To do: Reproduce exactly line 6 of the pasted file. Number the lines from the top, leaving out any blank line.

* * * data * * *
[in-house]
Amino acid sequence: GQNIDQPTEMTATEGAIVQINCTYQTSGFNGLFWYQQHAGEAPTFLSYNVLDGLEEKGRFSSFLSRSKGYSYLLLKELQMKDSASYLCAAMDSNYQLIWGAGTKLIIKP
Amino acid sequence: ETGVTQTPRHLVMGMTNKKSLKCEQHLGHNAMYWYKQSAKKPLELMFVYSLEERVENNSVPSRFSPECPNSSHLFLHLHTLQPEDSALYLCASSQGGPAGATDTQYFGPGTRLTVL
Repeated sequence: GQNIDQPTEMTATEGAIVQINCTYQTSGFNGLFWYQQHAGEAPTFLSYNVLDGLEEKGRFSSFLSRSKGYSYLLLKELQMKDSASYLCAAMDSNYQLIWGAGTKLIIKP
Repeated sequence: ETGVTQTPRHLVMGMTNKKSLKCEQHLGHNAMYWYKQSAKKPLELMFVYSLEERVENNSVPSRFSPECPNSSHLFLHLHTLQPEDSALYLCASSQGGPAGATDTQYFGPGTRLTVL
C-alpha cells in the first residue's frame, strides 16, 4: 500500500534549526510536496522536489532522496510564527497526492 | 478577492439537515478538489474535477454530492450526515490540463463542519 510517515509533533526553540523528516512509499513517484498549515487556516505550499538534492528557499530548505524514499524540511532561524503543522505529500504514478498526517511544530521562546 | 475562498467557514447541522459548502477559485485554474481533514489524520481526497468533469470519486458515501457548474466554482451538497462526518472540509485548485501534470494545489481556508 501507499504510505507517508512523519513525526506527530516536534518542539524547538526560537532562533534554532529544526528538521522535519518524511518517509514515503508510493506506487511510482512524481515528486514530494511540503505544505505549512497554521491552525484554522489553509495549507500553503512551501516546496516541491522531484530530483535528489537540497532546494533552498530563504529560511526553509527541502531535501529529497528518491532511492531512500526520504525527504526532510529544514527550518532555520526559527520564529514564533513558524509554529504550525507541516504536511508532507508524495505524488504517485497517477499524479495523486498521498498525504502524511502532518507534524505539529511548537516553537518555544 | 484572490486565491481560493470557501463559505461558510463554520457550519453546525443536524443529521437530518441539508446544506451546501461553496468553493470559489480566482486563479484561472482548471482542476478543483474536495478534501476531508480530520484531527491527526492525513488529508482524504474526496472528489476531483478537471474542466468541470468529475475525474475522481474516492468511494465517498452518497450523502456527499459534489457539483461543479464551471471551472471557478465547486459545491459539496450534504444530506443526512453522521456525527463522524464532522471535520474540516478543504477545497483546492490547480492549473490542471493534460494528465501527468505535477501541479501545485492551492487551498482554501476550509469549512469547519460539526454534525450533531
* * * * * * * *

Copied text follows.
C-alpha cells in the first residue's frame, strides 16, 4: 500500500534549526510536496522536489532522496510564527497526492 | 478577492439537515478538489474535477454530492450526515490540463463542519 510517515509533533526553540523528516512509499513517484498549515487556516505550499538534492528557499530548505524514499524540511532561524503543522505529500504514478498526517511544530521562546 | 475562498467557514447541522459548502477559485485554474481533514489524520481526497468533469470519486458515501457548474466554482451538497462526518472540509485548485501534470494545489481556508 501507499504510505507517508512523519513525526506527530516536534518542539524547538526560537532562533534554532529544526528538521522535519518524511518517509514515503508510493506506487511510482512524481515528486514530494511540503505544505505549512497554521491552525484554522489553509495549507500553503512551501516546496516541491522531484530530483535528489537540497532546494533552498530563504529560511526553509527541502531535501529529497528518491532511492531512500526520504525527504526532510529544514527550518532555520526559527520564529514564533513558524509554529504550525507541516504536511508532507508524495505524488504517485497517477499524479495523486498521498498525504502524511502532518507534524505539529511548537516553537518555544 | 484572490486565491481560493470557501463559505461558510463554520457550519453546525443536524443529521437530518441539508446544506451546501461553496468553493470559489480566482486563479484561472482548471482542476478543483474536495478534501476531508480530520484531527491527526492525513488529508482524504474526496472528489476531483478537471474542466468541470468529475475525474475522481474516492468511494465517498452518497450523502456527499459534489457539483461543479464551471471551472471557478465547486459545491459539496450534504444530506443526512453522521456525527463522524464532522471535520474540516478543504477545497483546492490547480492549473490542471493534460494528465501527468505535477501541479501545485492551492487551498482554501476550509469549512469547519460539526454534525450533531